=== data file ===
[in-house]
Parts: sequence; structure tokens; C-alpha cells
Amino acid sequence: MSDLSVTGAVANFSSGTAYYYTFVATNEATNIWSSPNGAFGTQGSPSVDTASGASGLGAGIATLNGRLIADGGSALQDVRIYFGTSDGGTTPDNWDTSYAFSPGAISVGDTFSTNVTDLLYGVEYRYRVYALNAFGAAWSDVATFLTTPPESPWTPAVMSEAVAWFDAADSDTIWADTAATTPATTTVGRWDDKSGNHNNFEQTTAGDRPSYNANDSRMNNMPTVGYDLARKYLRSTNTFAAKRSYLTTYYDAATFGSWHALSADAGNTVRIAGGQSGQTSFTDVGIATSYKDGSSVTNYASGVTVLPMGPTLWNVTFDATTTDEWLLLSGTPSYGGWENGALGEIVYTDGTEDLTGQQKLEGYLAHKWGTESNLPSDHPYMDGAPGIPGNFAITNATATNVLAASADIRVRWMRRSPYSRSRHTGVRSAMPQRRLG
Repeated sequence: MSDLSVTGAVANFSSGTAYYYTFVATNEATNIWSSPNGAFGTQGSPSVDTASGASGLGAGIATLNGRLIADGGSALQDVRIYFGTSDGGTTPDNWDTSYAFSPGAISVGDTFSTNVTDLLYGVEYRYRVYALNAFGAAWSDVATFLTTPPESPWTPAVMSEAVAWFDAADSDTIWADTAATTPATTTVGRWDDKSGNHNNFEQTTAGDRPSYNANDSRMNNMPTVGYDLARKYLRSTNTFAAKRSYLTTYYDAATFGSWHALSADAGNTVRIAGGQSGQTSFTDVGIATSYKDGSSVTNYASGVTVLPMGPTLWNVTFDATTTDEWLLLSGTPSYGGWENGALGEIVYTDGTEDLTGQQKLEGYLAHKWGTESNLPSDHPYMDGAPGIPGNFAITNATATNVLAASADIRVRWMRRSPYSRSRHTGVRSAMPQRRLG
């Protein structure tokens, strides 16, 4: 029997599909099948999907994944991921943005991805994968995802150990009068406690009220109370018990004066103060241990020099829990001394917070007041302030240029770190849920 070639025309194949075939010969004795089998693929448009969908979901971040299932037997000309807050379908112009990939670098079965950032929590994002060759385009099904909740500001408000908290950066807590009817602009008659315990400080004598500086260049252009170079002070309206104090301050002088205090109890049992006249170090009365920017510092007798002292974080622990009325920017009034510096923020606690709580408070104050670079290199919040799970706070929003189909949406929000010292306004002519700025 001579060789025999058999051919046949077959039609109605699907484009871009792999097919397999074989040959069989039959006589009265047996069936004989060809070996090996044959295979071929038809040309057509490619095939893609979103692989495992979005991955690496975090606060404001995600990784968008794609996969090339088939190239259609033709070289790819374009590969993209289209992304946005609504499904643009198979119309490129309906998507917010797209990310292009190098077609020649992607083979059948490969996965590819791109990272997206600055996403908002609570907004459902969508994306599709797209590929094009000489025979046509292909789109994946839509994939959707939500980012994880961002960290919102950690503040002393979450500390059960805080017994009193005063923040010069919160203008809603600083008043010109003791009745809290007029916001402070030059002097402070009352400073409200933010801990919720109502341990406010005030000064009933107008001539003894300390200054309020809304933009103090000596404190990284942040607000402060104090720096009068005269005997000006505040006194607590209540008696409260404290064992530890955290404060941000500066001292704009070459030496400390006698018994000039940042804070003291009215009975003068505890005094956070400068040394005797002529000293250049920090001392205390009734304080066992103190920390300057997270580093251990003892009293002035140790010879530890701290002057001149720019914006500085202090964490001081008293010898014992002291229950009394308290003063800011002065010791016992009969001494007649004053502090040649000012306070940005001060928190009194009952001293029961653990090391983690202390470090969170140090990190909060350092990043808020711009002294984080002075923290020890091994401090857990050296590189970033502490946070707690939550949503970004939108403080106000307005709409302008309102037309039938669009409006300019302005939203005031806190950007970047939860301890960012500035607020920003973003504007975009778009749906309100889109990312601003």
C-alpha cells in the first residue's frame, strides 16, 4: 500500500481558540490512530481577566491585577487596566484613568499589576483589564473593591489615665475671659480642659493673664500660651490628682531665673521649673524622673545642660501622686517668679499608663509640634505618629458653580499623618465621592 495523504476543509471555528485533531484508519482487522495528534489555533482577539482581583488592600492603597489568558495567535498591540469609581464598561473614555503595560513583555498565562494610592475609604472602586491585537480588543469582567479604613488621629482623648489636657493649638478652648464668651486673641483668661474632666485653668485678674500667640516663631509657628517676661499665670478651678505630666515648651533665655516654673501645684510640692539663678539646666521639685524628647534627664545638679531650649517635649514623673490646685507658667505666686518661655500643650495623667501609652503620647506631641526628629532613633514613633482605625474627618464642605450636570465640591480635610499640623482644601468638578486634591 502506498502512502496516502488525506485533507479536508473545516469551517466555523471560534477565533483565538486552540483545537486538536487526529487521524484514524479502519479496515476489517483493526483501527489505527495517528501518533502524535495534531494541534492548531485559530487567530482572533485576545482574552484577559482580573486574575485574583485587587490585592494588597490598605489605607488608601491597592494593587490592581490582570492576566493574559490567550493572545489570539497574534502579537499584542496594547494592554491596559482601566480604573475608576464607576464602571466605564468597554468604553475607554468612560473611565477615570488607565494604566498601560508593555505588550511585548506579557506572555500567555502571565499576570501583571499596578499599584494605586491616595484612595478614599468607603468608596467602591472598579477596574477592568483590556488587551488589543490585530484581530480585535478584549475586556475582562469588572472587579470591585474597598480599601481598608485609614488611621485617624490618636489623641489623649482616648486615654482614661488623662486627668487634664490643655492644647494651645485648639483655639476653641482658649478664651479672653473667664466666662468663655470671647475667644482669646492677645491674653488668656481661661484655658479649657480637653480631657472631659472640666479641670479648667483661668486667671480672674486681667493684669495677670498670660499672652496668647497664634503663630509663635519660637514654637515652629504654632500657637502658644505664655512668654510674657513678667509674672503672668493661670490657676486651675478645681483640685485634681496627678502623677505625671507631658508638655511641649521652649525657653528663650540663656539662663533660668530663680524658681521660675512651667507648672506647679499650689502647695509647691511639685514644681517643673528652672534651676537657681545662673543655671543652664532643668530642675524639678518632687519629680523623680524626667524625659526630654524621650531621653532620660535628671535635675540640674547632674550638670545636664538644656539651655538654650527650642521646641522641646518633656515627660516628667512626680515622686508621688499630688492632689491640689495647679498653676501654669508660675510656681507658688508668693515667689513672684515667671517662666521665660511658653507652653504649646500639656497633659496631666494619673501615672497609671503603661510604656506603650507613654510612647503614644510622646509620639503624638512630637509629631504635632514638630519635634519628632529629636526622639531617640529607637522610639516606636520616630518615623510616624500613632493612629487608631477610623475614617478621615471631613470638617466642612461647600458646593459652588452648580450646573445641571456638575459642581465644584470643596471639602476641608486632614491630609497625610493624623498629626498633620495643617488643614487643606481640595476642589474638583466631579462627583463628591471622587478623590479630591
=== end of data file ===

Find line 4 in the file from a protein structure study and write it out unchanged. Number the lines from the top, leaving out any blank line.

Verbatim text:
Repeated sequence: MSDLSVTGAVANFSSGTAYYYTFVATNEATNIWSSPNGAFGTQGSPSVDTASGASGLGAGIATLNGRLIADGGSALQDVRIYFGTSDGGTTPDNWDTSYAFSPGAISVGDTFSTNVTDLLYGVEYRYRVYALNAFGAAWSDVATFLTTPPESPWTPAVMSEAVAWFDAADSDTIWADTAATTPATTTVGRWDDKSGNHNNFEQTTAGDRPSYNANDSRMNNMPTVGYDLARKYLRSTNTFAAKRSYLTTYYDAATFGSWHALSADAGNTVRIAGGQSGQTSFTDVGIATSYKDGSSVTNYASGVTVLPMGPTLWNVTFDATTTDEWLLLSGTPSYGGWENGALGEIVYTDGTEDLTGQQKLEGYLAHKWGTESNLPSDHPYMDGAPGIPGNFAITNATATNVLAASADIRVRWMRRSPYSRSRHTGVRSAMPQRRLG